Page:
A gender approach contributes to both understanding and combating malaria.[31] Gender norms and values that influence the division of labor, leisure activities, and sleeping arrangements, may lead to different patterns of exposure to mosquitoes for males and females. There are also gender dimensions to accessing treatment and care for malaria, as well as preventative measures such as mosquito nets. A careful understanding of the gender-related dynamics of treatment seeking behavior as well as of decision making, resource allocation and financial authority within households is key to ensuring effective malaria control programs. Therefore, gender and malaria issues are increasingly being incorporated into malaria control strategies in order to improve their coverage and effectiveness across contexts.[31,32]
Women’s household responsibilities such as cooking the evening meal outdoors or waking up before sunrise to prepare the household for the day may put them at greater risk of malaria infection than men in their societies.[32] Insecticide Treated Net use is also subject to gender norms. Acceptability and use of ITN are strongly linked to culturally accepted sleeping patterns, in which gender plays an important role in who uses the nets. In some instances, young children sleep with their mother and are therefore, protected by her net if she has one. Or, if a household only has one net, priority may be given to the male head of household as he is often considered the primary breadwinner. In other contexts, men have very little access to ITN if they sleep predominantly outside. Hence, understanding how gender patterns of behavior influence exposure to mosquitoes, including use of ITN, can assist in developing more effective recommendations for prevention of malaria infection. For control measures to be effective, health officials have to look at ways of addressing women’s relative lack of power and financial resources. Equally  important is the need to target men for malaria control education and sensitization.[32]
Malaria is also a particular problem for pregnant women and adolescent girls.[33] In most endemic areas of the world, pregnant women are the main adult risk group for malaria. They are four times more likely to suffer attacks of symptomatic malaria than other adults. Malaria in pregnancy may quicken severity in patients with drug resistant parasites, anemia, endemic poverty, and malnutrition, like shown recently also in India.[34] There is, therefore, urgent need to streamline malaria control strategies to make a difference in tackling this grim scenario in human health.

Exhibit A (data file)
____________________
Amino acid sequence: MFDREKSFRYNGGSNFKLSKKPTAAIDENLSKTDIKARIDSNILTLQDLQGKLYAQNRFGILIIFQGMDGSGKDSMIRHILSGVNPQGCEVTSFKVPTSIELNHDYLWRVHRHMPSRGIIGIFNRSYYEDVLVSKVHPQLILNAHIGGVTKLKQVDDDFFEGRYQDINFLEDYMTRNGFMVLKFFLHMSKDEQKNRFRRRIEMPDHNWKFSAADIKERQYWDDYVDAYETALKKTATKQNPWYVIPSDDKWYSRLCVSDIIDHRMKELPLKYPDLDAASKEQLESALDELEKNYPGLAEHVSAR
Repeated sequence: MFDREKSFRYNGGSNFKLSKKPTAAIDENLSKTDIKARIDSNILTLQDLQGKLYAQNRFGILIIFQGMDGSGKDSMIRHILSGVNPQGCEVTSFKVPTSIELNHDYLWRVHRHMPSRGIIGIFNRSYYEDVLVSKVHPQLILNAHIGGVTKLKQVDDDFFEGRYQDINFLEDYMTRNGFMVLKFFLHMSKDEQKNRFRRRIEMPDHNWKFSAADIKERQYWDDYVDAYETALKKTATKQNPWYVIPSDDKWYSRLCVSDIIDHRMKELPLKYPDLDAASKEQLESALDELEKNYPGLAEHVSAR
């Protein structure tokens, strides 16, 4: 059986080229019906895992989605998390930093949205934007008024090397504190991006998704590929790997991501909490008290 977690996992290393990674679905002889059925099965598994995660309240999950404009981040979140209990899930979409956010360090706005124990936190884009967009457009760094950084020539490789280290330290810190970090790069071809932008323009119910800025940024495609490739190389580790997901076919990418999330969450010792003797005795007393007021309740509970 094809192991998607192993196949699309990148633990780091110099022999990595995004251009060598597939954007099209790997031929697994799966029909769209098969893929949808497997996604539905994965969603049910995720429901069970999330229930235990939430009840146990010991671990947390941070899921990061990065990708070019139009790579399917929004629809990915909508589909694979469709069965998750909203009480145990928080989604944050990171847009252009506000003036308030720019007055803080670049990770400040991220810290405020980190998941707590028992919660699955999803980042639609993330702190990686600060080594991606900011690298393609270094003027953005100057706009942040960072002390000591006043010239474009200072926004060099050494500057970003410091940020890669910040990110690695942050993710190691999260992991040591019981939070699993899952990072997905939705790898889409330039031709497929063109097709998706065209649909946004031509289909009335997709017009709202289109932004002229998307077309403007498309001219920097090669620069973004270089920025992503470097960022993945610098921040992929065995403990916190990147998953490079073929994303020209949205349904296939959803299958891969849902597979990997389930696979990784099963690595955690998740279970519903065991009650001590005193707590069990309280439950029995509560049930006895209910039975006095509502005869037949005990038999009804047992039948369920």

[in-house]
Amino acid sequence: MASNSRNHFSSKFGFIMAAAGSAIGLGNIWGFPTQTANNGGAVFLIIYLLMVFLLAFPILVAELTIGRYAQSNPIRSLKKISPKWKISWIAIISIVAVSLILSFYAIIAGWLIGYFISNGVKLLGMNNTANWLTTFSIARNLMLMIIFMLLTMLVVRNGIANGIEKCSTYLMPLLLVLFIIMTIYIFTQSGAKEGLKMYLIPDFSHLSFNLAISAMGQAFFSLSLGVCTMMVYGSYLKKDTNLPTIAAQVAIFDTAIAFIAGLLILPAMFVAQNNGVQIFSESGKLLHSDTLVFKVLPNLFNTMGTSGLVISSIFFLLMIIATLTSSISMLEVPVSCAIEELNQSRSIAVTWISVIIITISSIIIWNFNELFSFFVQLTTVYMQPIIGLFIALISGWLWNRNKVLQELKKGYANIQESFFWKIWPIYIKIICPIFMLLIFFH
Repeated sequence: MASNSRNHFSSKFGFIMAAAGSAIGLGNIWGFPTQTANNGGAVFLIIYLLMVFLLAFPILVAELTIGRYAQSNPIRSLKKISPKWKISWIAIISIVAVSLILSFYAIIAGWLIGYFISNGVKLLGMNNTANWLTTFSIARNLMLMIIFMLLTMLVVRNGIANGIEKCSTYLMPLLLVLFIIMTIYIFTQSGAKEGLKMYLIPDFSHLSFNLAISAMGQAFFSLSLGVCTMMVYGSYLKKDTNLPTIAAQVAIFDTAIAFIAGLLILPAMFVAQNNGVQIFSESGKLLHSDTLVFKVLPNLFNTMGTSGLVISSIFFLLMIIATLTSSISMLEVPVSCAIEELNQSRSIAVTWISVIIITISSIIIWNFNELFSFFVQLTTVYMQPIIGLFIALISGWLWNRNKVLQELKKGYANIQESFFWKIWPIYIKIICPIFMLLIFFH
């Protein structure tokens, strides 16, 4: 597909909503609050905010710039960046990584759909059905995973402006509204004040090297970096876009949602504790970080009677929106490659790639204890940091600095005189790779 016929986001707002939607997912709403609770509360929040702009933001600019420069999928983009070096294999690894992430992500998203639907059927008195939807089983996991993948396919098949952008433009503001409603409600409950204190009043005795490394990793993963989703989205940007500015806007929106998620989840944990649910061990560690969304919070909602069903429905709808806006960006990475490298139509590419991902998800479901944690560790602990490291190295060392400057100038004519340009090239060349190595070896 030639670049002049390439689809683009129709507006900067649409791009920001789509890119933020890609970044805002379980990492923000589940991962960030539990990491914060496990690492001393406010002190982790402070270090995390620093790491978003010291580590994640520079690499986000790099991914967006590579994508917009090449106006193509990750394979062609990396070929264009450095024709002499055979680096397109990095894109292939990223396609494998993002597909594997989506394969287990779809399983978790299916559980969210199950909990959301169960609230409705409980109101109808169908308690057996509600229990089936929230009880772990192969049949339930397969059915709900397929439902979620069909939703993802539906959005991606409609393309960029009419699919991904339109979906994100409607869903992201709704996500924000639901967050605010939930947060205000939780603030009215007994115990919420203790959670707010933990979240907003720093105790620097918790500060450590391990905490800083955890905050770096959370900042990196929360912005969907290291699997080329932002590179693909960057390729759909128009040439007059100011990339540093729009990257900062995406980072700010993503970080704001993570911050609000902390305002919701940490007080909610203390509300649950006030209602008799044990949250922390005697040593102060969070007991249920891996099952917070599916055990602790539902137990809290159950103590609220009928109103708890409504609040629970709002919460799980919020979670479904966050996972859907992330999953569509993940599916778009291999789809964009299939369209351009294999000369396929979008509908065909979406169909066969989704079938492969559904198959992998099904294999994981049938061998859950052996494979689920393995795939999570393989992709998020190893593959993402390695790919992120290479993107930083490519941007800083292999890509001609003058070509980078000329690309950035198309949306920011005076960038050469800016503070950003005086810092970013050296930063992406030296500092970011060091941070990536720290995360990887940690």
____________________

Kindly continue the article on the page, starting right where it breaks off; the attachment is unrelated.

The Effects of Malaria on Poverty
Malaria might cause and perpetuate poverty at the household level in a number of direct and indirect ways. As outlined above, the total costs of malaria include the direct, indirect and opportunity costs of falling ill and seeking treatment for malaria. Households suffer significant costs when a household member is sick with malaria. The direct and indirect costs of malaria might be substantial, further impoverishing poor households.
Mean direct cost of seeking care for malaria was estimated at 2%-2.9% of household income.[35] Yet, these might mask important economic inequalities. In Malawi, for example, annual spending for malaria treatment accounted for 32.1% of average annual income among poor households and only 4.7% of annual income among better-off house-holds.[24] The cost of malaria to poor households can be especially severe when the sick individual is a productive member of the household, particularly the primary income-earner. Other household labor might be diverted from income-generating activities to care for sick family members. Reduced productivity and time away from work reduce household income. According to studies from Africa, the cost of lost labor from malaria illness might account for more than 75% of the total household cost of malaria.[36,42]
However, such strategies require shifting labor away from other productive activities or pulling children out of school. When faced with the cost of seeking treatment for malaria, poor households employ a number of coping strategies. These strategies might include counteracting labor lost due to the illness by employing other household members, including children who are withdrawn from school. Poor households often lack assistance from collateral and social networks in order to raising money for paying for the costs of health care. Therefore, they often end up in borrowing money from local lenders, or might be forced to sell assets, including productive assets such as land and livestock. For example, a study in Cambodia estimated that 40% of new landlessness was due to diseases.[37] Taking children from school and selling productive assets can deprive households of future income streams. Some evidence suggests that malaria also leads to lower labor productivity by contributing to the prevalence of anemia among poor households. Further, malaria also might contribute to malnutrition and low birth weight. This, in conjunction with reduced learning among children who suffer repeated episodes of malaria, might lead to lower levels of human capital among households in malaria-endemic communities.[38]